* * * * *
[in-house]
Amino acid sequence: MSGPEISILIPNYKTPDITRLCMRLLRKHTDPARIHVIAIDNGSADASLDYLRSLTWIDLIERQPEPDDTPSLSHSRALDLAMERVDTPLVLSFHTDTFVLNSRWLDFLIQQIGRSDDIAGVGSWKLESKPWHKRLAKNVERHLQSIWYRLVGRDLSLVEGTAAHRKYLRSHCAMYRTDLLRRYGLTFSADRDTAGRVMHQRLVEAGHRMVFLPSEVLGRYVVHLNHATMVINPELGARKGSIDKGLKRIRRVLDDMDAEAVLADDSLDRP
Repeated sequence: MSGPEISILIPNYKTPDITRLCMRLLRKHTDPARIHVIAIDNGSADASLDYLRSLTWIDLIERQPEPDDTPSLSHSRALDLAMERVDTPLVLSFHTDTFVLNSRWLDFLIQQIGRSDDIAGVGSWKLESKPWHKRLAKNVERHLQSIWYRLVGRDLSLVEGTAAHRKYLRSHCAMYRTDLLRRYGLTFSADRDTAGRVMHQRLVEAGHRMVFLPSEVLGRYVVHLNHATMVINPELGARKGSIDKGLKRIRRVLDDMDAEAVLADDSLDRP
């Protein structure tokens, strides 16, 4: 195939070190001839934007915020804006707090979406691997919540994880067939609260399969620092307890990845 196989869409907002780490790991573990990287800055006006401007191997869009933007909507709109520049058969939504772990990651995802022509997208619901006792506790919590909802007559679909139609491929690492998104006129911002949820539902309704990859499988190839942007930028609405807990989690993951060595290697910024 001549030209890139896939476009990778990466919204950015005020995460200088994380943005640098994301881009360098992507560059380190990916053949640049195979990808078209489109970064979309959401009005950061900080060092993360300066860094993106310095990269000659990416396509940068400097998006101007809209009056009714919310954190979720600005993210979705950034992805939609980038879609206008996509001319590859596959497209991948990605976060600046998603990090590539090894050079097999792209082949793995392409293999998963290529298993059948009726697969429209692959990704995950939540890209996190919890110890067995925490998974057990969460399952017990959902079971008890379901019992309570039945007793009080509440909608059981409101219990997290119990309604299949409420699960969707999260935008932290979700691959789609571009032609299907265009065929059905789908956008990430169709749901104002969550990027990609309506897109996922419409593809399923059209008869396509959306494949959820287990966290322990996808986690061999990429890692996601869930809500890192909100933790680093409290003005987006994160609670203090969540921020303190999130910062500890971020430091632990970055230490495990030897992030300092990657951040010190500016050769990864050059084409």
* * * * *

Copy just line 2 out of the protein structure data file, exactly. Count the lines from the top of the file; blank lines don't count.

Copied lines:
Amino acid sequence: MSGPEISILIPNYKTPDITRLCMRLLRKHTDPARIHVIAIDNGSADASLDYLRSLTWIDLIERQPEPDDTPSLSHSRALDLAMERVDTPLVLSFHTDTFVLNSRWLDFLIQQIGRSDDIAGVGSWKLESKPWHKRLAKNVERHLQSIWYRLVGRDLSLVEGTAAHRKYLRSHCAMYRTDLLRRYGLTFSADRDTAGRVMHQRLVEAGHRMVFLPSEVLGRYVVHLNHATMVINPELGARKGSIDKGLKRIRRVLDDMDAEAVLADDSLDRP